Thursday, October 17, 2013

Listening between the lines (guest post by Sarah Quezada)

I'm honored and excited today to have my friend Sarah Quezada guest posting here at the Stanley Clan. Sarah and I both live and love our neighbors in South Atlanta, and her beautiful little family is an encouragement to us. Not to mention that she's pretty awesome at speaking Truth, and loving others, and making me laugh (all very important things). Sarah blogs at A Life With Subtitles where she tells her story of living out a cross-cultural marriage, trying to raise a bilingual daughter, navigating the tricky immigration system, and celebrating beautiful life in urban communities. Y'all make her welcome here, and be sure to visit her blog too.
Listening has never been as simple as the words.

One of my favorite things about college and singlehood was analyzing boy-communications with my girlfriends. There were forwarded emails… What do you think he meant by that? Replayed voicemail messages… See how he paused right there? And my favorite… Reenact it for us!

We were basically a drama troupe of awkward boy-girl interactions. It was amazing.

But one thing we knew, whether totally true or exaggerated, was that the words were only one piece of the communication puzzle and the rest had to be unearthed. We needed to read between the lines.

After all, haven’t we all heard that statistic that gives a heavy majority of communication to body language anyway? Listening has never been as simple as the words.

My husband speaks English as his second language. His English is superb, but every now and then I rely on my translation filter. It understands what he meant rather than exactly what he said.

For example, I know “he has four years” is not a description of prison time but a direct translation from Spanish to English meaning “he’s four years old.” Or one time, while hanging picture frames, he handed me three nails and a hammer with the instructions, “Go kill yourself.” Hmmm… I’m going to assume you mean, “Knock yourself out!”

I read between the lines. I know what he meant. All those years of analyzing boy-words has proven useful.

Sometimes (not always) I extend this grace when we are fighting. When the words are flying, hot and fast and furious. Even in my anger, I know he came to battle armed with a second language.

When he may say something that feels extraordinarily hurtful, I side with benefit of the doubt. I’m going to assume you didn’t really mean what you just said and blow right past it.

I wonder occasionally how much this practiced habit of grace in conversation has benefited our marriage. I also wonder what could come if I incorporated this filter in all of my listening.

I was recently challenged to “trust the best” of others. This charge has stuck with me.

What if, in listening, I didn’t search the words for the hurt I already feel? What if I wasn’t looking for ways to be offended… maybe not intentionally, but a bad habit practiced too often?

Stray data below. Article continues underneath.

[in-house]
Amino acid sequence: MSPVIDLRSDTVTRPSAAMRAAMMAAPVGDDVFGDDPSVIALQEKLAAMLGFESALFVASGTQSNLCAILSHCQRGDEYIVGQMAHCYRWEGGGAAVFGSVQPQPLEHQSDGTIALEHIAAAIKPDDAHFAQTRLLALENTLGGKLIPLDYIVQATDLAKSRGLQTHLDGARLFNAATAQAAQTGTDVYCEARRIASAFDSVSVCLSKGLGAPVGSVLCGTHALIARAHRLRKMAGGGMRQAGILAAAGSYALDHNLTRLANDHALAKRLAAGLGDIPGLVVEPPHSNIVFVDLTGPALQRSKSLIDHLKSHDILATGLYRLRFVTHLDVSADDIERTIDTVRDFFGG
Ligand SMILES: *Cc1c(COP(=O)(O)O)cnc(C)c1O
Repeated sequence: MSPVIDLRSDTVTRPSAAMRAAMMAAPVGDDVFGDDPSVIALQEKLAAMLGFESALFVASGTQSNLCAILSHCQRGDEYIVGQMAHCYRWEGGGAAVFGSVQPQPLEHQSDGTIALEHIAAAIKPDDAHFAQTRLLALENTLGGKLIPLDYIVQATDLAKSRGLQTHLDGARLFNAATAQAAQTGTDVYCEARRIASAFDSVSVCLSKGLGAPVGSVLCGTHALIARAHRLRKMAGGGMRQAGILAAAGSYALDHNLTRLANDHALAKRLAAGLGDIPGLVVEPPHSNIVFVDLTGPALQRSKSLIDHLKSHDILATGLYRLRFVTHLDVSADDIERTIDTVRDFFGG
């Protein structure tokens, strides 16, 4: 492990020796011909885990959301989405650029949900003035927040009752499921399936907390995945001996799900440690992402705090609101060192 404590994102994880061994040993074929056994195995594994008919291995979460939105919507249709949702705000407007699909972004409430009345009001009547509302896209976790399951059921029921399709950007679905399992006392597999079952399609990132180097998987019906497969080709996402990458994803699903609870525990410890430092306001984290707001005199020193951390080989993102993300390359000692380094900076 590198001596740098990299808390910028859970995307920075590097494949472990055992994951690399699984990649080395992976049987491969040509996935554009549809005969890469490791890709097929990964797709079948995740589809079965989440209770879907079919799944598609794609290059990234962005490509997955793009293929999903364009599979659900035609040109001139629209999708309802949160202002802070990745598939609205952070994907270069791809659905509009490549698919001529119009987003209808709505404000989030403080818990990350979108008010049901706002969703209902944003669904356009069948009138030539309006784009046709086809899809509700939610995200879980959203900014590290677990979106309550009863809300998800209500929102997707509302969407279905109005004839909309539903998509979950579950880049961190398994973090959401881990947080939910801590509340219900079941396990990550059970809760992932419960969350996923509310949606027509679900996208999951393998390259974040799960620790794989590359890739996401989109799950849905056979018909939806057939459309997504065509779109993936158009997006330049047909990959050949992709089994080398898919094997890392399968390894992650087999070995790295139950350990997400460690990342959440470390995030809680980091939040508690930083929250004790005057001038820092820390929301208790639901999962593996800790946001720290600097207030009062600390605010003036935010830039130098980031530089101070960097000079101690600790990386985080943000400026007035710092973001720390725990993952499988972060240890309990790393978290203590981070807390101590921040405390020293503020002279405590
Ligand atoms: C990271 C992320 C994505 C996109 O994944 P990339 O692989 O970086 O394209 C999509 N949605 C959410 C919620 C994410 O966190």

Perhaps instead, I could choose to focus on the heart I already know that loves me and wants good things for me and our relationship. Even if what is currently being said is truly hurtful, perhaps I can extend grace and give greater weight to what I already know is true of the heart of the speaker.

How would this shift in my listening affect my relationships? What if, instead of only words, I listened to the heart, to our history, to the truth I know about you?

I should add a caveat that I’m not referring to abusive or unhealthy relationships where we should ignore what’s really happening. I’m talking about an extra dollop of grace extended to our loved ones when words fail to convey our true intent.

After all, listening has never been as simple as the words.

What about you? Are you a generally graceful listener? Or do you struggle to trust the best even in those you love?
Find Sarah on Twitter, Facebook, and at her blog (A Life with Subtitles).


  1. Thanks for posting this today! I definitely could do a better job of extending grace to others and giving them the benefit of the doubt. I love hearing from another Atlantan, too. I'm in Louisville now but my a big chunk of my heart will always be rooted in my hometown.

    1. I dont know why that's so hard sometimes, especially since I expect others to extend me grace and the benefit of the doubt - haha :-)

    2. Hi Laura! I'm from the Lexington area and living in Atlanta now. Gotta love I-75! :) Thanks for your response. Giving others the benefit of the doubt is something I'm constantly trying to figure out how to do. Thanks for your response!

  2. ooh, the joys of listening in marriage and with two languages! I know it well : ) I like the idea of listening for the best -- in marriage, in relationships, in life! Thanks Sarah, for this post!

    1. Thanks, Michelle. It is certainly an experiment in listening!

  3. Yes! This is so important, but something I struggle with far too often. Thanks for the encouragement to listen to the heart, not just the words.


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